Posts Tagged: pickling

Feb 11

Purple craze


You’ve probably realised by now that I’m something of a pickling and preserving nut. Indeed, any condiment is a goer in my book. I brought back a bottle of banana ketchup on a recent food mission to St Lucia – great with fried chicken…but I’m not sure what else.

Using the standard 4:2:1 ratio of water:vinegar:sugar leaves you free to go as mad or as plain with the spices as you like – you can add anything from star anise and fennel seeds to slices of ginger or lemongrass depending on what you’re pickling.

Give it a go – sliced chillies are just incredible – sweet with a hint of sour, with their fire calmed by the pickling: these are a huge favourite in Thailand, although they use a sourer brine.

We made kebabs at home recently; I say kebabs but we used the delicious pomegranate molasses coated lamb recipe in our archive, forked the meat into flatbreads with mint, yogurt, a spot of salad and a load of the incredible, vivid pickled cabbage I’d made earlier – and here’s the recipe: quick pickled cabbage

Jan 11

A fishy food story


One of my favourite food blogs and one I’ve brought you recipes from before belongs to Helen Graves – or ‘Proud of Peckham’ as her personal ad might read.

Not that she’d need one of course – she is forever whipping up luscious feasts for her particularly lucky chap and I read about them, hungrily, on her blog Food Stories.

Now, while we’re all trying to avoid eating naughty things post-xmas (and in my case, failing dismally), Helen opted to give up meat for January. And failed, I am glad to mention, dismally.

Still – post-failure she was back on track and turned her hand to the art of sousing – essentially ‘cooking’ fish in a spiced vinegar. A quick pickle, if you like – and a delicious, healthy and zingy, fresh way of serving fish – think really posh roll mops.

Anyway – in light of recent, er, failures I thought I’d bring you her gorgeous recipe for soused rainbow trout with pink peppercorns and lemon zest – a perfect way to restart a healthy January.

Chef’s note – you will need to use farmed trout for this. Large wild ones can carry parasites (as can many fresh water fish) and must be cooked before being eaten. You could try this recipe with a sea fish such as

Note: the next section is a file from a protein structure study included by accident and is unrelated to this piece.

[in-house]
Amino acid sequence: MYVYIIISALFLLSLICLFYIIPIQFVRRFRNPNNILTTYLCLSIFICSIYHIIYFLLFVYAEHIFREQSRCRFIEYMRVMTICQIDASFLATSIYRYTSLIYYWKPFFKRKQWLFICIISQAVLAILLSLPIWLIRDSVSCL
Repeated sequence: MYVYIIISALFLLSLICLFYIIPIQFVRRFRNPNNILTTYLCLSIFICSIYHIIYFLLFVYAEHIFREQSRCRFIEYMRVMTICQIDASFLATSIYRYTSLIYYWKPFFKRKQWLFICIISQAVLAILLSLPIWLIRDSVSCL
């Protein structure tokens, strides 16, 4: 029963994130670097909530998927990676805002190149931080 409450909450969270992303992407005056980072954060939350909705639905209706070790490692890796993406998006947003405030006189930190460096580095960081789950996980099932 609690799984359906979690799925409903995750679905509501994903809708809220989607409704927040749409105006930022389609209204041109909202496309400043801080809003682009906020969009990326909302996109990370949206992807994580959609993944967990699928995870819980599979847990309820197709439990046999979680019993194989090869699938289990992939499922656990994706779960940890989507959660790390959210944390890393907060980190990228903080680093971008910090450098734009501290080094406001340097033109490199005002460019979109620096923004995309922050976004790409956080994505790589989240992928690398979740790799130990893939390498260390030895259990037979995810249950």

Click here for Helen
Graves’ soused rainbow trout

Jul 09

A Gooseberry chutney cheese pleaser



What to match with cheese can always be a bit of a conundrum. Gone are the days of the well-known brown pickle, it seems, as in every supermarket and shop there are new types ranging from the ordinary to the weird and wonderful. Somehow though, the shop bought varieties are always too sweet or too sharp, missing the sweet/sour balance so crucial to a good pickle. Home-made is the way forward – and is rather easier than jam-making in my opinion. It is good to have an airy kitchen though, as the boiling vinegar can cause a bit of a pong.There is something distinctly lovely about pickling – maybe it’s the waiting. Once jarred, most chutneys and pickles need to be stored for several months to mature before use. While they sit I get ever more tempted, looking in on them regularly, checking them for the smallest variation until I can sit down to a proper lunch of good, crusty bread, soft butter, a good hard cheese and a spoonful of my latest creation.

This fab recipe comes from my friend Henry Herbert, head chef at my favourite London pub, The Coach and Horses in Farringdon. He is forever pickling, jamming, curing meat and baking exceptional bread. This pickle calls for one of my favourite fruits, the gooseberry.

Goosegog Chutney


  • 500g Gooseberries
  • 1 banana shallot
  • 200ml white wine vinegar
  • 200g caster sugar


Finely dice the shallot and sweat in a little flavourless oil (groundnut, grapeseed or a very mild olive oil) in a large, heavy saucepan or preserving pan.

Top and tail the gooseberries and add to the pan together with the vinegar and sugar. Bring to a gentle simmer and cook for 45 minutes.

Pour into sterilised* jars, seal and leave somewhere cool for a month.

*To sterilise jars, wash in warm water then place in a 170°C oven for ten minutes.



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